- By Christine Stapleton Palm Beach Post Staff Writer
Federal prosecutors unsealed indictments on Wednesday charging eight people — sober home and drug treatment owners, employees and a doctor — with health care fraud and money laundering in two of the highest profile investigations in the crackdown on corruption in South Florida’s drug treatment industry.
Kenneth Bailynson, owner of the defunct Good Decisions Sober Living in West Palm Beach, and Eric Snyder, owner of Real Life Recovery and Halfway There, both face more than 20 years in prison and forfeiture of millions of dollars and dozens of condominiums and homes if convicted of bilking insurance companies out of more than $50 million for bogus urine drug tests for addicts.
The FBI raids at Bailynson and Snyder’s businesses in late 2014 grabbed headlines and were the first in an ongoing multi-agency federal crackdown on patient brokering and insurance fraud called Operation Thoroughbred.
Bailynson, known for his explosive temper, psychiatrist Dr. Mark Agresti, Stephanie Curran and Matthew Noel, employees of Good Decisions, bilked more than 80 insurance companies out of $31.3 million in bogus drug tests, according to the indictment.
The charges span four years and detail how Bailynson operated his sober home as a cover for a full-service drug testing empire complete with its own lab, a doctor to write prescriptions for drug screens and condominiums to house addicts with insurance.
According to the indictment, Bailynson bought more than two dozen condos in Green Terrace, a dilapidated complex at 2800 Georgia Ave. in West Palm Beach. He offered insured addicts free rent in exchange for their urine and their commitment to attend drug programs where Bailynson received kickbacks from the operators for each addict he enrolled, the complaint says.
Bailynson, Noel, Curran and four unindicted co-conspirators also paid kickbacks to recruiters to bring insured addicts to Good Decisions for housing. Bailynson hired Dr. Agresti, a West Palm Beach psychiatrist well-known in the drug treatment community, as his medical director.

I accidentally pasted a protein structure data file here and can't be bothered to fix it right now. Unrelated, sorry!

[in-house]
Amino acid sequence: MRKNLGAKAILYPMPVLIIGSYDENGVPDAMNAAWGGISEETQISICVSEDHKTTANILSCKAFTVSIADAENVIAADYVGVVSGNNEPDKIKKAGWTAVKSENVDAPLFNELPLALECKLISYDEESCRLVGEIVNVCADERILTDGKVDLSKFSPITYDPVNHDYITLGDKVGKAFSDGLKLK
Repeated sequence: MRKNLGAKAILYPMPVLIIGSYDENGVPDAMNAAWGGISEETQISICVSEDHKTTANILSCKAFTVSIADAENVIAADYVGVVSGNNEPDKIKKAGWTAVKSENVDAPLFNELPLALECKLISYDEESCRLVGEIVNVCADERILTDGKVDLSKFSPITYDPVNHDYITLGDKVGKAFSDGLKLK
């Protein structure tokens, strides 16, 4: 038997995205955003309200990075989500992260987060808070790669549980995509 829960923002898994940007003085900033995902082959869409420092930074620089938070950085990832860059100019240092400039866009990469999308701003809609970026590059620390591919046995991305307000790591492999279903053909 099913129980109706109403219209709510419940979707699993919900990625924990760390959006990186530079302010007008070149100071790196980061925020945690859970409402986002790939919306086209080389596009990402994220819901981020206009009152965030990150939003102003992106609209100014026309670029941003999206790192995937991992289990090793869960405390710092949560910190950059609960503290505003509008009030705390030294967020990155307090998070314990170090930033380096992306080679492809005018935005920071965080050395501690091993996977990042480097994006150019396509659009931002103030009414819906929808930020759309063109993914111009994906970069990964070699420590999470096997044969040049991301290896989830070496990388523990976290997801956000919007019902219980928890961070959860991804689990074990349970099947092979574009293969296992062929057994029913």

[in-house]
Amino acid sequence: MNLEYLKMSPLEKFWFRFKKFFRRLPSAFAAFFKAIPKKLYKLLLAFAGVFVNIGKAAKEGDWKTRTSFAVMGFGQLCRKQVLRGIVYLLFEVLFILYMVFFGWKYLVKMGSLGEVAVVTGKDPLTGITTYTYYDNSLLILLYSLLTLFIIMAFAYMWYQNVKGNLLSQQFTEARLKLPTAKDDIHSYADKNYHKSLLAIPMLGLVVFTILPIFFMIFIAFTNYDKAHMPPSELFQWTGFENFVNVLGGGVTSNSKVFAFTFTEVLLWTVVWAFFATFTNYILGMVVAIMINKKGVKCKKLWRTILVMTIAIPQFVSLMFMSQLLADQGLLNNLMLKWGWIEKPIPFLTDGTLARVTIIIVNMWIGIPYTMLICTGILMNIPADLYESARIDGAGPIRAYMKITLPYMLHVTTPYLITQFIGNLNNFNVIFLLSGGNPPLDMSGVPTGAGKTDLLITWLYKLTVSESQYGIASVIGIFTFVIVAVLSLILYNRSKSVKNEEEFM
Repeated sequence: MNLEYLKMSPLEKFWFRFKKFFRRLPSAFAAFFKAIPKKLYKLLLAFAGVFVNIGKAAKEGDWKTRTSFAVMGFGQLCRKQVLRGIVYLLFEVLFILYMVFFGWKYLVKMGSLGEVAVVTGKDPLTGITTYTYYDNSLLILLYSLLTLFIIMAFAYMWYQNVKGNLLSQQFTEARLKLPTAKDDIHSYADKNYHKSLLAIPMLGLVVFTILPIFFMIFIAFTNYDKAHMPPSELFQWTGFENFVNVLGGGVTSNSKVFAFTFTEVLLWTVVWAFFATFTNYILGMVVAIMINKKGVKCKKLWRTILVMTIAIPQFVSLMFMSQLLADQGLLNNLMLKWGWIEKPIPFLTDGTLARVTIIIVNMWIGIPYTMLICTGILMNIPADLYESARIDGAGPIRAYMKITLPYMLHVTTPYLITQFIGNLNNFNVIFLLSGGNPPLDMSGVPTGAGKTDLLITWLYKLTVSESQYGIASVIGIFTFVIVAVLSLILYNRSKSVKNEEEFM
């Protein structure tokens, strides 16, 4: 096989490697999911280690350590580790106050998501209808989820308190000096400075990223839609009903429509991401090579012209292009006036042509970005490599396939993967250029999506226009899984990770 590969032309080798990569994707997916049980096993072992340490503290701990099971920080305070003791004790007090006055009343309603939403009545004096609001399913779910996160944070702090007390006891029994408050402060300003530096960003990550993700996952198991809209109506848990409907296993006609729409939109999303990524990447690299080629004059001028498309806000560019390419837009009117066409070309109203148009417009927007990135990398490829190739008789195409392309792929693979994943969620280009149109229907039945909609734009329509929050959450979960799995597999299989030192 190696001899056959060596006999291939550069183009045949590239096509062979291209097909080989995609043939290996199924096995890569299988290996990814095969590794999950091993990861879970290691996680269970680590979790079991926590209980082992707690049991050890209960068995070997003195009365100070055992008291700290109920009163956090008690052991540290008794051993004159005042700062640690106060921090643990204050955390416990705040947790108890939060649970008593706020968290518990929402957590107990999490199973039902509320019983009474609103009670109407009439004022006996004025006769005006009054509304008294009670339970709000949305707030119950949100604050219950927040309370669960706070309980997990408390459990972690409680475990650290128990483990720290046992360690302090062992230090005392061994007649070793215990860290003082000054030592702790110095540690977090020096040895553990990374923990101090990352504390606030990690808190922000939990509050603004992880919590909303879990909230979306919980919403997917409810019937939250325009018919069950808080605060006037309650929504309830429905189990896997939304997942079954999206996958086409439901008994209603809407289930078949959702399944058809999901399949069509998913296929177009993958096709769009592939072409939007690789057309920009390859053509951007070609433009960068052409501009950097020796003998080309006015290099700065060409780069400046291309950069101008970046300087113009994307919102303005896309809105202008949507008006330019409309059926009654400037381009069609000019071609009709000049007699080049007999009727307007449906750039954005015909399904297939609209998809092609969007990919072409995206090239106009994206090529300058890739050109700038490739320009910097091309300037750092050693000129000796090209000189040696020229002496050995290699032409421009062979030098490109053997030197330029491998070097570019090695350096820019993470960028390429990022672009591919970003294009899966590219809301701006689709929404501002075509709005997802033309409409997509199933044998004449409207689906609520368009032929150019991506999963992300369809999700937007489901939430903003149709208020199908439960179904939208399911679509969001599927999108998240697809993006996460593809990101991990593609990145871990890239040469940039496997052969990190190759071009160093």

Agresti, in turn, wrote prescriptions for urine drug screens that were not medically necessary and did not use the results to determine appropriate treatment, according to the indictment.
A Palm Beach Post investigation in 2015 detailed how Bailynson took over the condominium complex and turned it into an armed camp, where guards with guns made sure addicts did not leave and nosy residents minded their own business. By the time the FBI raided Good Decisions in September 2014, Bailynson had converted the pool clubhouse into a urine collection site and banned unit owners from entering.
Urine testing is a staple of drug treatment, a fast way to track relapse and gauge use of prescribed drugs. It’s also cheap. Corner drug stores sell $25 tests that will immediately indicate the presence of a drug. However, unscrupulous treatment operators hire doctors to prescribe more complex — and costly — tests that reveal not only the presence of a drug, but how much is in the addict’s system.
The urine of addicts living at Good Decisions was tested at least three times a week. In all, Bailyson’s businesses billed insurance companies for more than $106 million worth of drug tests. The insurance companies paid out $31.3 million.
The other indictment unsealed on Wednesday accuses Eric Snyder, owner of the defunct Halfway There and Real Life Recovery sober home and treatment center in Delray Beach, Paul Materia, Joseph Lubowitz and Christopher Fuller with running a similar operation that raked in $20.1 million from insurance companies for urine drug tests.
Snyder and Fuller were both arrested in July 2017. In a 26-page federal complaint, Fuller was described as a “junkie hunter” hired by Snyder to provide addicts who had insurance for his sober homes and drug treatment center. The document described how Snyder bribed patients with airline tickets, cash, rent and visits to strip clubs. Fuller trolled AA meetings and “crack” motels to find patients, the complaint said.
But prosecutors agreed to hold off on indicting Snyder and Fuller as they tried to negotiate a plea deal with both men. After months of delaying the case, prosecutors went ahead and convened a grand jury, which issued an indictment on June 7.
The indictment describes a multi-state business operation that ensured Snyder’s halfway homes and drug treatment center were full. Lubowitz recruited addicts from his treatment centers in New Jersey and was paid a commission for each addict he admitted to Snyder operations.
Patients’ signatures were forged on sign-in sheets, forms were backdated and fraudulent documents created to make it appear absent patients had attended treatment, according to the indictment. Insured addicts who tested positive were rarely evicted and often urine was collected but not tested. Uninsured addicts were given less costly drug tests, according to the indictment.
Materia ran Snyder’s businesses and was responsible for billing insurance and overseeing lab technicians at the on-site laboratory. In all, Snyder billed insurance companies $58.2 million for urine tests and treatment.